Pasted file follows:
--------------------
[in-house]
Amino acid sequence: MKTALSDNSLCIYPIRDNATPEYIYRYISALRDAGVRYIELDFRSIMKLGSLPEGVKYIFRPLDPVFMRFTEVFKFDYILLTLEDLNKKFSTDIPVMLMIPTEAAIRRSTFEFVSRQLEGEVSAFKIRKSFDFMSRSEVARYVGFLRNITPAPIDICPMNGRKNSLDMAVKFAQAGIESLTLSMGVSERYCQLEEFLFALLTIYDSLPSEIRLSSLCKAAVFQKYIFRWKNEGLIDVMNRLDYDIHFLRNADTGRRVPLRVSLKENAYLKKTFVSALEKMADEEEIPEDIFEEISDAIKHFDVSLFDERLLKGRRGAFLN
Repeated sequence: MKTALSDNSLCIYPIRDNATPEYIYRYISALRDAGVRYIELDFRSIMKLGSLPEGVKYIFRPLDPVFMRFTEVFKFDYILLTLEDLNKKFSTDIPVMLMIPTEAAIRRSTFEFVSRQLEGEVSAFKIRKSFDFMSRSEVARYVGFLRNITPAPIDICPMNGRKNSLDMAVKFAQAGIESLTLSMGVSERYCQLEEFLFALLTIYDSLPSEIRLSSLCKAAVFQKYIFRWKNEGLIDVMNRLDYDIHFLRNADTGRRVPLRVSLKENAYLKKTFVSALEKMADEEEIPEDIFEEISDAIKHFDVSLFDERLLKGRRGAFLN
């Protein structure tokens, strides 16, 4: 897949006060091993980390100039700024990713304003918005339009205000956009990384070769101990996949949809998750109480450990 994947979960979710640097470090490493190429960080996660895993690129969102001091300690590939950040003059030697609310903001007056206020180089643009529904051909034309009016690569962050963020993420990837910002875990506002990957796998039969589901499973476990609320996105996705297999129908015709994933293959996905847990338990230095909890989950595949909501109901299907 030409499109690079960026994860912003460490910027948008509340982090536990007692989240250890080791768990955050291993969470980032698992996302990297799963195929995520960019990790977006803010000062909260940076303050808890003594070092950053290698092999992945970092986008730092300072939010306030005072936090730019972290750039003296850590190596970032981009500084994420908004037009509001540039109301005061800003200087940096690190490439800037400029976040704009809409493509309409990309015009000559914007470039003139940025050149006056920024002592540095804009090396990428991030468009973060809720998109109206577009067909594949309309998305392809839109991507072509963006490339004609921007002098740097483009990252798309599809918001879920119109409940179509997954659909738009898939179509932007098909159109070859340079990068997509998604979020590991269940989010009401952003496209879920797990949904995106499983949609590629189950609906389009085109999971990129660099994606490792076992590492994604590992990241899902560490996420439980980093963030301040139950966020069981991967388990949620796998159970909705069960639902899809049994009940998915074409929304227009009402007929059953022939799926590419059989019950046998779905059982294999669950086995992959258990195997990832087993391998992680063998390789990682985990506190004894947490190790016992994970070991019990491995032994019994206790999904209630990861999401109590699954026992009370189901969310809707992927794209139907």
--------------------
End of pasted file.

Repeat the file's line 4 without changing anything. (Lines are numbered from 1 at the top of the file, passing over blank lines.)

């Protein structure tokens, strides 16, 4: 897949006060091993980390100039700024990713304003918005339009205000956009990384070769101990996949949809998750109480450990 994947979960979710640097470090490493190429960080996660895993690129969102001091300690590939950040003059030697609310903001007056206020180089643009529904051909034309009016690569962050963020993420990837910002875990506002990957796998039969589901499973476990609320996105996705297999129908015709994933293959996905847990338990230095909890989950595949909501109901299907 030409499109690079960026994860912003460490910027948008509340982090536990007692989240250890080791768990955050291993969470980032698992996302990297799963195929995520960019990790977006803010000062909260940076303050808890003594070092950053290698092999992945970092986008730092300072939010306030005072936090730019972290750039003296850590190596970032981009500084994420908004037009509001540039109301005061800003200087940096690190490439800037400029976040704009809409493509309409990309015009000559914007470039003139940025050149006056920024002592540095804009090396990428991030468009973060809720998109109206577009067909594949309309998305392809839109991507072509963006490339004609921007002098740097483009990252798309599809918001879920119109409940179509997954659909738009898939179509932007098909159109070859340079990068997509998604979020590991269940989010009401952003496209879920797990949904995106499983949609590629189950609906389009085109999971990129660099994606490792076992590492994604590992990241899902560490996420439980980093963030301040139950966020069981991967388990949620796998159970909705069960639902899809049994009940998915074409929304227009009402007929059953022939799926590419059989019950046998779905059982294999669950086995992959258990195997990832087993391998992680063998390789990682985990506190004894947490190790016992994970070991019990491995032994019994206790999904209630990861999401109590699954026992009370189901969310809707992927794209139907």